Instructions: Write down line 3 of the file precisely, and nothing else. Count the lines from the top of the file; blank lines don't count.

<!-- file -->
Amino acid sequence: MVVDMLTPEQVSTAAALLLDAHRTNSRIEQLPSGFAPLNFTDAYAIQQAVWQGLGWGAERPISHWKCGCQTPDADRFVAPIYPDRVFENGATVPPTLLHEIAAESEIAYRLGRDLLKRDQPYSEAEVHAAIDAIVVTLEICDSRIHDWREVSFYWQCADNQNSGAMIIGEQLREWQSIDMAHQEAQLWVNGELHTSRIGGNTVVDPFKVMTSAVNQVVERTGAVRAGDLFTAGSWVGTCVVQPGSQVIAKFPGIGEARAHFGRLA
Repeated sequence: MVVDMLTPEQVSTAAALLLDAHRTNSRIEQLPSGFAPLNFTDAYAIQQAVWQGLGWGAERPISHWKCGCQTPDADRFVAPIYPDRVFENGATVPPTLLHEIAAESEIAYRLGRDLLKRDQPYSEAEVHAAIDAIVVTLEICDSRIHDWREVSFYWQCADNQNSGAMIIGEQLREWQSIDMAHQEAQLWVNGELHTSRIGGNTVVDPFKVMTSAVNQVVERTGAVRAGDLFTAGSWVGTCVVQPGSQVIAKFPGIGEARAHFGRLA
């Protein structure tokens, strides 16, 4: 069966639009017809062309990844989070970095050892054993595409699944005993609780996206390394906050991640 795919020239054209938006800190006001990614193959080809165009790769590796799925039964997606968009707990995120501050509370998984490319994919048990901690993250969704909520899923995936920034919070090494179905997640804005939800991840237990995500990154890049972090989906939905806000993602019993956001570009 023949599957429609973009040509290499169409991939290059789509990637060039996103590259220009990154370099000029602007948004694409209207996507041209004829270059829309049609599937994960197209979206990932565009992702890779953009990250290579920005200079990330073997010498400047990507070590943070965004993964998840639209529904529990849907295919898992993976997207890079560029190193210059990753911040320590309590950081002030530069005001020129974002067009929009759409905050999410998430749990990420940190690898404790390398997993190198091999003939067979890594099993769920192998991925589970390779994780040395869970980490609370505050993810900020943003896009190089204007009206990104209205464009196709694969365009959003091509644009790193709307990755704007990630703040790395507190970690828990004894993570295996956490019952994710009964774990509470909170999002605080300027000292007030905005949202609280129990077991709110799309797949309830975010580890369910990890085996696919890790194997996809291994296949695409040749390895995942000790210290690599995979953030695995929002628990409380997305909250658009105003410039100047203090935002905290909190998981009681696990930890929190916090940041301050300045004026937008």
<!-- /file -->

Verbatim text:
């Protein structure tokens, strides 16, 4: 069966639009017809062309990844989070970095050892054993595409699944005993609780996206390394906050991640 795919020239054209938006800190006001990614193959080809165009790769590796799925039964997606968009707990995120501050509370998984490319994919048990901690993250969704909520899923995936920034919070090494179905997640804005939800991840237990995500990154890049972090989906939905806000993602019993956001570009 023949599957429609973009040509290499169409991939290059789509990637060039996103590259220009990154370099000029602007948004694409209207996507041209004829270059829309049609599937994960197209979206990932565009992702890779953009990250290579920005200079990330073997010498400047990507070590943070965004993964998840639209529904529990849907295919898992993976997207890079560029190193210059990753911040320590309590950081002030530069005001020129974002067009929009759409905050999410998430749990990420940190690898404790390398997993190198091999003939067979890594099993769920192998991925589970390779994780040395869970980490609370505050993810900020943003896009190089204007009206990104209205464009196709694969365009959003091509644009790193709307990755704007990630703040790395507190970690828990004894993570295996956490019952994710009964774990509470909170999002605080300027000292007030905005949202609280129990077991709110799309797949309830975010580890369910990890085996696919890790194997996809291994296949695409040749390895995942000790210290690599995979953030695995929002628990409380997305909250658009105003410039100047203090935002905290909190998981009681696990930890929190916090940041301050300045004026937008």